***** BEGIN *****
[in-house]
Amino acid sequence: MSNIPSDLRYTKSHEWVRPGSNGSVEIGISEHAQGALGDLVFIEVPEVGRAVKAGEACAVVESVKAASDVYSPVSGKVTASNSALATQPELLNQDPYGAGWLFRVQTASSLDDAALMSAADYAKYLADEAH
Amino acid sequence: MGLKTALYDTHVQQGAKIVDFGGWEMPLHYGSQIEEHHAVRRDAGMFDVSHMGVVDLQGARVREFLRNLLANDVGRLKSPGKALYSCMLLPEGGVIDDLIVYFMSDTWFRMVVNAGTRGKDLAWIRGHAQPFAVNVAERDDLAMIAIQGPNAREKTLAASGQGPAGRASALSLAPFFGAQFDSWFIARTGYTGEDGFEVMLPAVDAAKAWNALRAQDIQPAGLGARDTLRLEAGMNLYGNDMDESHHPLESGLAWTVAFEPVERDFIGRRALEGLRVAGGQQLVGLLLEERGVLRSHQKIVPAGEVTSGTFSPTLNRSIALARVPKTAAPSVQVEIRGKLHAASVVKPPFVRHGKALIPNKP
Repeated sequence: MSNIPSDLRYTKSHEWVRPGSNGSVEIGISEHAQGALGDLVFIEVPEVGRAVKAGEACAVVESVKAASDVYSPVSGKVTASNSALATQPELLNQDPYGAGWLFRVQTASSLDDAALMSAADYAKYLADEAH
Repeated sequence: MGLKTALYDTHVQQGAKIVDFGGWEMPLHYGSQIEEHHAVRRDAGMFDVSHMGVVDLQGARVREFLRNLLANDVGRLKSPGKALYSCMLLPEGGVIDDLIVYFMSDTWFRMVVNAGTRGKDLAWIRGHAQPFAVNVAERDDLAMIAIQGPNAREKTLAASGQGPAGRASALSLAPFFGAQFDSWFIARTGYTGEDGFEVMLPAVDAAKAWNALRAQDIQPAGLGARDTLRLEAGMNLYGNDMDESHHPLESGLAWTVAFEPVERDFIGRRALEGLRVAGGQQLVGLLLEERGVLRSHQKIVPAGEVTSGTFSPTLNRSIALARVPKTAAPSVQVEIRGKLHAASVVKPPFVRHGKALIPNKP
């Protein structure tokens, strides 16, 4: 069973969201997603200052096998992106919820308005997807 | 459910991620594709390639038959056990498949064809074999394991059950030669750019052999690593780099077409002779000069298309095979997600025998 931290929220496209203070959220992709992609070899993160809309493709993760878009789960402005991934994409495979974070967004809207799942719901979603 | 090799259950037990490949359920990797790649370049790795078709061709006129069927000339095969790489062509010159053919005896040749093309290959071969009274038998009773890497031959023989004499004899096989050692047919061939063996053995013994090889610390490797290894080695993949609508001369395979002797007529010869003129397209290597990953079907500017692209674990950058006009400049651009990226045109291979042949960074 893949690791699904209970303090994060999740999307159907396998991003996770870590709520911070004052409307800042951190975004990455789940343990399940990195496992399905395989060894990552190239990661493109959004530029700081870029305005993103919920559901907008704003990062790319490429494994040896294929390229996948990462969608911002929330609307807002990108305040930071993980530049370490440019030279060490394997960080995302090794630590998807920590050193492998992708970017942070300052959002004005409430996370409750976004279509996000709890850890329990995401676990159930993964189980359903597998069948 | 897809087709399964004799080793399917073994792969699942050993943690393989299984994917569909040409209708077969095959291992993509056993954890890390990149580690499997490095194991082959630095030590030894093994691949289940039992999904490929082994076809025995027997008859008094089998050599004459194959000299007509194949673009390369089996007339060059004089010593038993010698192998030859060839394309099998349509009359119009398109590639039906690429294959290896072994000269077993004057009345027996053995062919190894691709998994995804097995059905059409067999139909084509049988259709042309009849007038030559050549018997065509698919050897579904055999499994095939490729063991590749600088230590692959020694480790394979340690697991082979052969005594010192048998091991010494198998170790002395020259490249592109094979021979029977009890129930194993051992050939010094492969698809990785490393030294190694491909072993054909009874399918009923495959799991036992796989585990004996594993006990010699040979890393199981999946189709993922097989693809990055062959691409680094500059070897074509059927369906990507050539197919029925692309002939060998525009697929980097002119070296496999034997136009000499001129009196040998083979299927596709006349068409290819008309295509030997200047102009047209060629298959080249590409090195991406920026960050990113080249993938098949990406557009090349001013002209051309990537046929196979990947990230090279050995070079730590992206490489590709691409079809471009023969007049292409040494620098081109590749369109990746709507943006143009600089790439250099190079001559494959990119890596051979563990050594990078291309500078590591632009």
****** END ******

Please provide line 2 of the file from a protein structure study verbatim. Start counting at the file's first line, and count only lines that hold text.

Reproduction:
Amino acid sequence: MSNIPSDLRYTKSHEWVRPGSNGSVEIGISEHAQGALGDLVFIEVPEVGRAVKAGEACAVVESVKAASDVYSPVSGKVTASNSALATQPELLNQDPYGAGWLFRVQTASSLDDAALMSAADYAKYLADEAH